5 Ways to Help Your Kids Have an Active Summer
June 21, 2011
Many families are breathing a sigh of relief around now — with the last day of school heralding the beginning of summer vacation. Will your kids and teens spend plenty of time outdoors, running around and playing? Or will they be camped out in front of the TV or laptop, their eyes glued to the screen?
My young teen and pre-teen are pretty active. But at times, my son would rather sit and watch Gilligan’s Island reruns— and my daughter would prefer to hole up in her bedroom and read all day. Like many parents, my husband and I sometimes need to nudge our kids to get moving.
The truth is that a sedentary lifestyle puts children at risk. Prolonged TV viewing is associated with increased risk for heart disease, type 2 diabetes, or other serious health problems. As parents, we have the power — and the responsibility — to lovingly steer our youngsters in the right direction, teaching them lifelong skills for staying active in all kinds of ways that are healthy and fun.
If your kids could stand to be more active, summer is a great time to adopt a new family habit. Try these ideas — or call a family meeting to come up with some of your own:
- Walk the talk. Whether or not they’ll admit it, kids want to be just like Mom or Dad. When they see you enjoying a morning walk, playing tennis, or swimming, they’ll want to try it, too — especially if you look like you’re having fun.
- All together now. Sign up and train for a fitness event together. It could be a 5K walk or run, a mini-triathlon, or a group bicycle ride. Enjoying exercise as a family is a great way to strengthen bonds and build great memories.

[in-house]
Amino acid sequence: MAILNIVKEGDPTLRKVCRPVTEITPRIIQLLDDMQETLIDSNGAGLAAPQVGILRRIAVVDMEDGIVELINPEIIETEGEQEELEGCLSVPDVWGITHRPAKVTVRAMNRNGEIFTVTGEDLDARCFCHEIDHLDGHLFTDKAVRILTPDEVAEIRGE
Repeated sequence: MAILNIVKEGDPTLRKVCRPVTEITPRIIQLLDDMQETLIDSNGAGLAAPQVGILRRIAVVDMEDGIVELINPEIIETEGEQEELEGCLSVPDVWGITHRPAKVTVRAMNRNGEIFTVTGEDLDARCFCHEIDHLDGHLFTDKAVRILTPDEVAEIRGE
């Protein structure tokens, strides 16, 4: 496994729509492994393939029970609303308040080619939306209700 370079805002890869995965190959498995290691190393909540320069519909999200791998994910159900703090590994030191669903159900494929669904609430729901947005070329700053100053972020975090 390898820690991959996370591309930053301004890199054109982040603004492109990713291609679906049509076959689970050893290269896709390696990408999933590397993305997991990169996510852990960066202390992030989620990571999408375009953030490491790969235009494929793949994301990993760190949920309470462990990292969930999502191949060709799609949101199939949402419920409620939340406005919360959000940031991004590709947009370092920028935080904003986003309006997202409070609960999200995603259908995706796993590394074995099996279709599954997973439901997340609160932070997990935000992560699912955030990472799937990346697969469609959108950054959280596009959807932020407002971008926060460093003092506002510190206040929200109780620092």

- Go for a hike. Green exercise, or exercise in a natural environment, has been shown to boost both mood and self-esteem — and the effect is even greater when exercising near a body of water. My family loves to hike — for us, there’s something transformative and soul-nourishing about getting into the woods, breathing pine-scented air, and enjoying panoramic views, waterfalls, and wildlife. If you have reluctant hikers, encourage them to invite their friends to come along on your next trek.
- Batter up. Help your children discover sports and other activities they enjoy — even if they’re not school athletes. Plug them in to recreational leagues or lessons — or organize informal neighborhood baseball games or pickleball matches.
- Daytime deal. If both parents work outside the home, let your childcare provider know that you want your kids to be as active as possible during the day. They could plant and tend a garden, enjoy free play time outdoors or indoors, run short races, jump rope, or learn to line dance. A trip to the park, the zoo, a local farm, or science center also helps keep little ones on the move.
Physically active kids are happier and healthier. Keep your kids in motion this summer — and watch them thrive.
Beth Shepard, MS, ACSM-RCEP, ACE-PT, has a master’s degree in Exercise Physiology from the University of Arizona. Beth is an expert in fitness and health promotion and a certified wellness coach, helping people thrive by adopting sustainable lifestyle changes. She and her family love to hike, bicycle, and try new sports. www.wellcoaches.com/beth.shepard
Anders Grøntved, MPH, MSc; Frank B. Hu, MD, PhD, Television Viewing and Risk of Type 2 Diabetes, Cardiovascular Disease, and All-Cause Mortality A Meta-analysis, Anders JAMA. 2011;305(23):2448-2455. doi: 10.1001/jama.2011.812
Barton J, Pretty J, What is the Best Dose of Nature and Green Exercise for Improving Mental Health? A Multi-Study Analysis, Environmental Science & Technology 2010;44(10):3947-3955
Milnes S, Outdoor Play, Penn State Better Kid Care Program, http://betterkidcare.psu.edu/AngelUnits/OneHour/OutdoorPlay/OutdoorPlayLessonA.html